Apr 23, 2014

Interview Transcript

Interviewer: How does autism affect the brain, and what are some of the signs of symptoms of autism? We'll talk about that more on The Scope.

Recording: Medical news and research from University of Utah physicians and specialists you can use for a happier and healthier life. You're listening to The Scope.

Interviewer: We're talking with Dr. Jeff Anderson from Neuroradiology at the University of Utah.
Dr. Anderson, first of all, what are the signs and symptoms? How does a parent know that their child has autism?

Dr. Jeff Anderson: What a great question. There are a couple classic symptoms that are associated with autism. One is that individuals have difficulties with social interaction and communication. They tend to keep to themselves. They may have trouble making eye contact. They aren't able to talk at as early of an age, and may have abnormal intonation or poor communication skills. That's one big group of symptoms.

Interviewer: When do these symptoms start happening? What age, about, do you think?

Dr. Jeff Anderson: Often, parents can track abnormalities even before a child's first birthday.

Interviewer: Oh, really! That early?

Dr. Jeff Anderson: Yeah. Usually a diagnosis is made around age three.

Interviewer: When the child is so young, maybe you just think that's normal that they're not really communicating.

Dr. Jeff Anderson: Yes.

Interviewer: How do you tell?

Dr. Jeff Anderson: Well, there are subtle differences. Sometimes, when parents will look back at their child's behavior, they'll have repetitive movements or specific types of difficulties in making eye contact or bonding or other types of social behaviors that sometimes you can even see before a child learns to talk.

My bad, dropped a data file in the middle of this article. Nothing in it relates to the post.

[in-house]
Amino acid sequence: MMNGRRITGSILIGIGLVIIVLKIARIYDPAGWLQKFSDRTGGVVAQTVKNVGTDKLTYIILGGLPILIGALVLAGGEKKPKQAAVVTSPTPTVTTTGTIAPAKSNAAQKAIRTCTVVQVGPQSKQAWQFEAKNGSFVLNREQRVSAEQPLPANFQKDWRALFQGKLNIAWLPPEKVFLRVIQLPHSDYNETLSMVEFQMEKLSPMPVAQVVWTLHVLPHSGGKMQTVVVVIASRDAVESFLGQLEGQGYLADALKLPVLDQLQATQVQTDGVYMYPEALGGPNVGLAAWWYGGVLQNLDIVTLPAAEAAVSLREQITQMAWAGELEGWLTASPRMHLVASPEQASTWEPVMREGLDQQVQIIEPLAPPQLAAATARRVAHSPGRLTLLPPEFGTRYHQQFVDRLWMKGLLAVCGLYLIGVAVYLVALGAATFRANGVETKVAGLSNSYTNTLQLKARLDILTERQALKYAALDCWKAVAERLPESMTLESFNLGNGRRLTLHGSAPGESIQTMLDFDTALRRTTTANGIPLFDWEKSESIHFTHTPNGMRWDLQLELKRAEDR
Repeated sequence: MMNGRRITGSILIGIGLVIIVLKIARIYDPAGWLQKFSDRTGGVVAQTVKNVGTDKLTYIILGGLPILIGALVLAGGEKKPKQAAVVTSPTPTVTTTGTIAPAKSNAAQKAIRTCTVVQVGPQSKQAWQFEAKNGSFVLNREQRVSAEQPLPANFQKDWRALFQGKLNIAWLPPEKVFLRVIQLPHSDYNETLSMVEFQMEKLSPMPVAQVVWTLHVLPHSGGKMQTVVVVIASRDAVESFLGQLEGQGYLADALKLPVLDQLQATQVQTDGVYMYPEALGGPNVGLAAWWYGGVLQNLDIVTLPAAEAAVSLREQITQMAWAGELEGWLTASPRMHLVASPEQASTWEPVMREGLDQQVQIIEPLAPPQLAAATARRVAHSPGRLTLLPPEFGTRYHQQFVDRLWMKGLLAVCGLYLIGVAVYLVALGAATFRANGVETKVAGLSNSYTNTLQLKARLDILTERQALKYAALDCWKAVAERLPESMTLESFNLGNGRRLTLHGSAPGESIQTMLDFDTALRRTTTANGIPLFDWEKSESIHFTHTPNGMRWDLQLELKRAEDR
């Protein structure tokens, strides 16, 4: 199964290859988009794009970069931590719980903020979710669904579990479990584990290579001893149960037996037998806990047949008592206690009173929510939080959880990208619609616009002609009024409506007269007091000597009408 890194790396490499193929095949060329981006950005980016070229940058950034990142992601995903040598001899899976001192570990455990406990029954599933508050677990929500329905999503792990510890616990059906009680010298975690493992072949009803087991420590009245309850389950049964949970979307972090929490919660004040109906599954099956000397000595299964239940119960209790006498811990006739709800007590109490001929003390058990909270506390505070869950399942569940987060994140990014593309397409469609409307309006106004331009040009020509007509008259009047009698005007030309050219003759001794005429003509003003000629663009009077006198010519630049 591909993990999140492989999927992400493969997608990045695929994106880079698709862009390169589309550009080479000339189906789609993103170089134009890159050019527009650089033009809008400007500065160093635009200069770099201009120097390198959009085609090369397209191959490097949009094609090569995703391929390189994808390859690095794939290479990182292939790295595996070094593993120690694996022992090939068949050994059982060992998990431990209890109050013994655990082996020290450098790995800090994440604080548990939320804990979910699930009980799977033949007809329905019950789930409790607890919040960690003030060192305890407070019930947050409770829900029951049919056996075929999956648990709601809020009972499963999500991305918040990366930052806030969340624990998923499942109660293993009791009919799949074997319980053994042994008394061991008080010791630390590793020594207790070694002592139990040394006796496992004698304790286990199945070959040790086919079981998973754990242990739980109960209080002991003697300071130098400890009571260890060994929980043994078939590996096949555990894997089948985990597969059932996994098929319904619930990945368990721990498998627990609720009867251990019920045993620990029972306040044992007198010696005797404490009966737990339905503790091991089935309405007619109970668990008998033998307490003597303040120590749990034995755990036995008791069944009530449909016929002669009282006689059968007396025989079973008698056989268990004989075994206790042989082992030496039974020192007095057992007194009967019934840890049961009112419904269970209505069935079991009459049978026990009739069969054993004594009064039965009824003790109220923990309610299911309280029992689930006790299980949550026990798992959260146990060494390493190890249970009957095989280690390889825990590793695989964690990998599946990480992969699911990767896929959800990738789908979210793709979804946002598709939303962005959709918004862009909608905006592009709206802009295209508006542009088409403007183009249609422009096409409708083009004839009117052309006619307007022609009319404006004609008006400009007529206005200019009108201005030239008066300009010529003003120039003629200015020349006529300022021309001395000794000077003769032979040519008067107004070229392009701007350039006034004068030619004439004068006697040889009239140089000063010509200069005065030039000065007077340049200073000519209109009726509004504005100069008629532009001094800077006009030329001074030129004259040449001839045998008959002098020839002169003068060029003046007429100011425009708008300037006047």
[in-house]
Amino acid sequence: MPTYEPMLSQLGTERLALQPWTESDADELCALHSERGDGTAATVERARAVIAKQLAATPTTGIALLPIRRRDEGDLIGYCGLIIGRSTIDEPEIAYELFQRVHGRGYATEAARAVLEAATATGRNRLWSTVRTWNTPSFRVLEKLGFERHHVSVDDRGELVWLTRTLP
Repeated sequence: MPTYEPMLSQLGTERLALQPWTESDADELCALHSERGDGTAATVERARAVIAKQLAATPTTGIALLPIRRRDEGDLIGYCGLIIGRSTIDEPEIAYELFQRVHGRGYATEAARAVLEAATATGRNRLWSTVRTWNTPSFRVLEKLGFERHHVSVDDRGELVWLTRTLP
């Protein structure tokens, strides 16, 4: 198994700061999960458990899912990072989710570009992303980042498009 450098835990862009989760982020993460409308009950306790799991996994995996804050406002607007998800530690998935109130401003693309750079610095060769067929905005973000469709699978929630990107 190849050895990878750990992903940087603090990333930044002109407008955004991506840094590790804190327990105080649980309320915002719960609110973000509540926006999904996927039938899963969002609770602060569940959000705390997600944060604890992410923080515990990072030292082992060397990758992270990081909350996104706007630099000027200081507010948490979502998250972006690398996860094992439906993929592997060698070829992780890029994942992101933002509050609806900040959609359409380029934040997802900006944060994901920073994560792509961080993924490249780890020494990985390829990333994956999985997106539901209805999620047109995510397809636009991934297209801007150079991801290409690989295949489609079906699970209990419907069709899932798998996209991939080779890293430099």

Interviewer: So, they can't communicate very well, or they can't communicate because they're so young, what are some of their senses that affects the brain, like speech? Let's talk about speech first.

Dr. Jeff Anderson: Speech is often delayed, not always, but often delayed in autism, and there are often some peculiar or idiosyncratic types of ways of talking. So some children will often parrot back specific phrases, or they may perseverate on certain words that they say over and over again. Sometimes the intonation is off. It just sounds . . . right now, when you're a toddler, everything sounds a little funny.

Interviewer: Right, of course. Yes.

Dr. Jeff Anderson: But different, or odd. Sometimes there are peculiar words that they make up and ascribe different meanings to.

Interviewer: I read that they kind of take everything literally.

Dr. Jeff Anderson: Yes, often that's true. They have difficulty with figurative speech, and they tend to not see the forest. They see the trees.

Interviewer: What's going on in the brain that makes them view words like that?

Dr. Jeff Anderson: Well, one of the things that we think might be going on is there are networks in the brain that process attention to yourself, when you're talking to yourself, when you're thinking about yourself, and other brain networks that process attention to the outside world. We believe that in autism, sometimes when you're in your own thoughts, you can have outside sights and sounds that are intrusive, that come in when they're not wanted. Vice versa, you can be paying attention to the outside world and you can't shut off that voice in your head.
With autism, some individuals have a hypersensitivity to sights and sounds and textures, and other individuals, or in other conditions, may actually have less sensitivity for certain sights and sounds. In other words, they can't discriminate different sights or sounds as well as somebody without autism. You can see both in the same individual.

Interviewer: So how is a parent supposed to distinguish between this is normal, this is just the toddler versus my child has autism? Obviously, we say each child's different. They're just different, but. . .

Dr. Jeff Anderson: When there's enough of these little differences, you start to wonder about autism in not only language and social function, but also some specific behaviors, like rocking, an inability to. . .